WESTAF Shoebox Arts

Forecast: Rain likely with a strong chance of fine art


I first attended the Stormy Weather Arts Festival in 2002, and from the start, the name amused me. Stormy Weather. Who called attention to the one variable that might well keep people away?

As a travel writer, I was more accustomed to festival organizers exaggerating everything good and downplaying the rest. I quickly came to see, however, that the name actually was very clever. It got your attention. And it celebrated what the Oregon Coast winter (as well as spring, fall, and sometimes, summer) is known for. It also lent itself to some great poster art: mermaids with umbrellas, painters in wellies, wind-whipped waves, and yes, the ray of light through the darkest of clouds.

Brian Blackham’s minimalistic still lifes, such as “Water in Glass” (oil on panel) are at White Bird Gallery in Cannon Beach.

“We’re telling you up front this is a stormy weather season, so expect it,” said Jim Paino, executive director of the Cannon Beach Chamber of Commerce. “If it does rain — of course in Oregon, it rains quite often — it’s right in the title, so you should expect it. Rain or shine, it is a great event. We have indoor backup, so even if it is raining horribly, you can still get out and enjoy it.”

This year marks the 31st anniversary of the festival that began as a fundraiser for the Cannon Beach Chamber, a celebration of the arts, and a way to draw people to the north coast during months that can be pretty quiet. The festival runs Friday through Sunday, Nov. 2-4.

Artist and gallery owner Jeff Hull recalls the first time he heard about the festival idea. “What I remember is the director of the chamber, Nancy Littell, walked through our gallery door and said, ‘We are thinking about what we can do to have some off-season thing visitors will enjoy. What do you think?’”

Hull, owner of Jeffrey Hull Gallery, was all for it.

“I’m always of the opinion that there’s great value in having people gather around the arts, for any reason,” he said. “I call it stepping stones. It’s a long ways between Labor Day weekend and Memorial Day weekend in places like Cannon Beach and other destination communities. You jump from one stone to the next, to make it to the next.”


WESTAF Shoebox Arts

Jeff Hull sells both his original paintings and prints, such as “Road to Oysterville,” at his Jeffrey Hull Gallery.

In the early days, the main feature was the “quick draw” event, which saw artists gathered at the Community Hall, racing against the clock to create a piece of art in an hour. The works were then auctioned off. In those days, the festival was more of a community event, with most visitors arriving as a sort of happy coincidence.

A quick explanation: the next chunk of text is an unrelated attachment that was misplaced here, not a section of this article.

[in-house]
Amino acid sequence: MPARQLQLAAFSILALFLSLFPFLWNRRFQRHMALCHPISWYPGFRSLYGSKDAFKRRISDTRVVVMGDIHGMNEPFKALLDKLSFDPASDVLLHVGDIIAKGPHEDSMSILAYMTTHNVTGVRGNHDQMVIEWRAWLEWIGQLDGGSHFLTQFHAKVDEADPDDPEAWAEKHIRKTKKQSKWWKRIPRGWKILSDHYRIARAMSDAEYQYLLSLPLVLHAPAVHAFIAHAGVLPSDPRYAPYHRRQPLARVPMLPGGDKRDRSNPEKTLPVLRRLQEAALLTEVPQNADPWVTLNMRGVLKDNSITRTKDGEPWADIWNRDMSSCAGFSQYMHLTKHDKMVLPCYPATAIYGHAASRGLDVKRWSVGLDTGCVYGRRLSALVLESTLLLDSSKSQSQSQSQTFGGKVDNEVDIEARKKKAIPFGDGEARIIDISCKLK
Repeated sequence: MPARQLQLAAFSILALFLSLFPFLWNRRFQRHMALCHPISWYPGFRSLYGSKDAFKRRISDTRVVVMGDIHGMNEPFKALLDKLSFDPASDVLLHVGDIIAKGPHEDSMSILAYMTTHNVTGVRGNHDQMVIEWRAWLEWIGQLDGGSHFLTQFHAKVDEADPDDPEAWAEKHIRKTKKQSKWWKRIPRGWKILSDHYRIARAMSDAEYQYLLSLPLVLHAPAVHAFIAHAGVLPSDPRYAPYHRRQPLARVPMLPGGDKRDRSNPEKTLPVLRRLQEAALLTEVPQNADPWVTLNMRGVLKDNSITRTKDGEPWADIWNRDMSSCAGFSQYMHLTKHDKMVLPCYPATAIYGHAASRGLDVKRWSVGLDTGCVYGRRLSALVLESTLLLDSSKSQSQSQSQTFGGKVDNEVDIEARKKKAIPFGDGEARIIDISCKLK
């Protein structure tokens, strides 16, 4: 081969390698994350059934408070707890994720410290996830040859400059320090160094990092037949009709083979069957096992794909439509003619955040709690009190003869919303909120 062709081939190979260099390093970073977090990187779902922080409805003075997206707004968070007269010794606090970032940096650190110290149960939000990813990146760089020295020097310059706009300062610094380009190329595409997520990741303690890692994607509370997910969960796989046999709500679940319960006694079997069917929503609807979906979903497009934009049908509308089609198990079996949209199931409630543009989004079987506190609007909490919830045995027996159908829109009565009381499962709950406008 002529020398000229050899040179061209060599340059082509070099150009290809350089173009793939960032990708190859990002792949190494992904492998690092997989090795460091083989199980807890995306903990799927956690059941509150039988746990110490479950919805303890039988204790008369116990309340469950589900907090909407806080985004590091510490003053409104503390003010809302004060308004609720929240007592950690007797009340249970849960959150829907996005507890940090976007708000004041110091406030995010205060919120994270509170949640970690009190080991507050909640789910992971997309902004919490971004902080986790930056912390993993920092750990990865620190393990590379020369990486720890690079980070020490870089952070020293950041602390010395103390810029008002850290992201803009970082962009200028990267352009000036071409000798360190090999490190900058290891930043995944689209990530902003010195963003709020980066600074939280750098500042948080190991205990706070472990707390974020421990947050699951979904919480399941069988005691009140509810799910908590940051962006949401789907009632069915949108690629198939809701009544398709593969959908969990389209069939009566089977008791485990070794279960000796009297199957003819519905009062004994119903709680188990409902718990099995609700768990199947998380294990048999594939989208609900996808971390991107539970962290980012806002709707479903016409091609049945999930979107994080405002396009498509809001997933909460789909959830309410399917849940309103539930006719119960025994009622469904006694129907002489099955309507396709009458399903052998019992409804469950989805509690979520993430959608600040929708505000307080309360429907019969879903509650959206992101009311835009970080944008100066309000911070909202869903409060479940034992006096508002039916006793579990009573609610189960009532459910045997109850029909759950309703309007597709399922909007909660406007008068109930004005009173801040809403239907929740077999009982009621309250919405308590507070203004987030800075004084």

“It was very common for someone to walk through the door and you’d say, ‘Hi, how are you doing? Are you here for the Stormy Weather Arts Festival?’ And they’d say, ‘Huh, what?’,” Hull said. “Since then, there’s been a profound change — slow, but profound. It is definitely our most popular and most populated arts event, and the fact that it happens in the first week of November is really telling of how much people enjoy it.”

Icefire Glassworks shows the work of four glass artists including Jim Kingwell, who created this Northern Lights vase.

The quick draw no longer takes place, but the festival has grown far beyond the Community Hall. About a dozen galleries host individual artists with receptions, demonstrations, workshops, and artist talks. There’s music inside and out, including busker stations around town for local musicians, as well as concerts – this year by the Lloyd Jones Struggle and Curtis Salgado — at the Coaster Theatre. Merchants offer Stormy Weather specials, and on Sunday, the festival winds down with Brews, Blues & Barbecues at the chamber. Tickets for the concerts and the brew fest range from $25 to $40 are available here.

I’m no weather forecaster, so no predictions from me as to what the weather will be, but in Hull’s experience it’s generally “somewhere between fabulous and kind of OK,” he said.

“If we don’t have any rain or wind, some of our visitors can be kind of disgruntled thinking we promised them a storm, I guess,” he said. “I do remember a Saturday about 10 years ago when we got hit pretty hard with wind and rain. The power actually went out at about 3 p.m.”

With town full, receptions and gallery events set to start in only two hours, and daylight already waning, Hull wondered how they’d manage with so little light. He and his wife, Carol, set about gathering flashlights and candles and whatever light sources they could find.

Jim Eppler’s bronze raven is among sculpture at Bronze Coast Gallery.

Of course, that’s when the power came back on.


PCS Clyde’s

“All the gallery owners and artists who had worked so hard to be ready were certainly thankful. But there were a lot of people that were disappointed when the power came back on. We were NOT part
of that group. It turned out to be a great event and most everyone enjoyed the thrill.”


The Stormy Weather Arts Festival runs Friday through Sunday, Nov. 2-4.
Get your schedule of events, ticket information and a downloadable brochure here.

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Photo Joe Cantrell

Lori Tobias is a journalist of many years, and was a staff writer for The Oregonian for more than a decade, and a columnist and features writer for the Rocky Mountain News. Her memoir “Storm Beat – A Journalist Reports from the Oregon Coast” was published in 2020 by Oregon State University press. She is also the author of the novel Wander, winner of the 2017 Nancy Pearl Book Award for literary fiction and a finalist for the 2017 International Book Awards for new fiction. She lives on the Oregon Coast with her husband Chan and rescue pup Gus.


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